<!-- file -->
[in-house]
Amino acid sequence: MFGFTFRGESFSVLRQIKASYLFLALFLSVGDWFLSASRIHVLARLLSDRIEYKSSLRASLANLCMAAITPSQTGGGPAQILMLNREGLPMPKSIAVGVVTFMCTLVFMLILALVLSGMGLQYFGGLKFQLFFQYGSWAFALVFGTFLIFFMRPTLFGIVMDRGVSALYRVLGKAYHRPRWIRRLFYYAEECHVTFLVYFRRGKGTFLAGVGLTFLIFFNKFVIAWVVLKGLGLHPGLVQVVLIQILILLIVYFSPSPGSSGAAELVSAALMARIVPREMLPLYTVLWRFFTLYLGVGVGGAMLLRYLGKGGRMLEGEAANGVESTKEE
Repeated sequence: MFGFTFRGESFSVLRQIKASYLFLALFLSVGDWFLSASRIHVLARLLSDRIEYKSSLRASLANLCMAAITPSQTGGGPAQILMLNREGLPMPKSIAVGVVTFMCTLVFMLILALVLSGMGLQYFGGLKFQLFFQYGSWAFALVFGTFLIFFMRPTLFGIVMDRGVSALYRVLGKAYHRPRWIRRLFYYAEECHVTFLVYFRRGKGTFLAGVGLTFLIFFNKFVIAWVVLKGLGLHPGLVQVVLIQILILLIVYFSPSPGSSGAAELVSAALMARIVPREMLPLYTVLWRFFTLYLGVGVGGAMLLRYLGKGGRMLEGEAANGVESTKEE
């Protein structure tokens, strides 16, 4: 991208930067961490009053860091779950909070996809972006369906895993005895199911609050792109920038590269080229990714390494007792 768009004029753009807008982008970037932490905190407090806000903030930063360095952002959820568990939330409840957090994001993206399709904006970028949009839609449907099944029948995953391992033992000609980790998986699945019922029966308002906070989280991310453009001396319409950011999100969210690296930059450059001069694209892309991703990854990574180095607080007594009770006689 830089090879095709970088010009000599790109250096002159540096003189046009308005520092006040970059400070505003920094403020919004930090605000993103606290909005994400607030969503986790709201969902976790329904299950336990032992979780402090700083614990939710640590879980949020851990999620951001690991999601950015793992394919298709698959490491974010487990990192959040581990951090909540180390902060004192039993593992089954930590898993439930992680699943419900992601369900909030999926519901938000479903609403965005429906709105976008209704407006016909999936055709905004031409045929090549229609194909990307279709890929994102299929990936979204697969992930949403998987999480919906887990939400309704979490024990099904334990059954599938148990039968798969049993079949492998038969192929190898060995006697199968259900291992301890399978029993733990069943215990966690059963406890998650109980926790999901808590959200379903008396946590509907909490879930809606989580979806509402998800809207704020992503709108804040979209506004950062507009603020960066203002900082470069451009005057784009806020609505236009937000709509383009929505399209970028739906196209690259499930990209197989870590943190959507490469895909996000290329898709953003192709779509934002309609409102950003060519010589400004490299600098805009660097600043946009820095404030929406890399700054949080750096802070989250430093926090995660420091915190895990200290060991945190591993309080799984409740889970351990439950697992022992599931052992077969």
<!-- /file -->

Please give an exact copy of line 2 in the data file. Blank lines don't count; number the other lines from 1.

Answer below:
Amino acid sequence: MFGFTFRGESFSVLRQIKASYLFLALFLSVGDWFLSASRIHVLARLLSDRIEYKSSLRASLANLCMAAITPSQTGGGPAQILMLNREGLPMPKSIAVGVVTFMCTLVFMLILALVLSGMGLQYFGGLKFQLFFQYGSWAFALVFGTFLIFFMRPTLFGIVMDRGVSALYRVLGKAYHRPRWIRRLFYYAEECHVTFLVYFRRGKGTFLAGVGLTFLIFFNKFVIAWVVLKGLGLHPGLVQVVLIQILILLIVYFSPSPGSSGAAELVSAALMARIVPREMLPLYTVLWRFFTLYLGVGVGGAMLLRYLGKGGRMLEGEAANGVESTKEE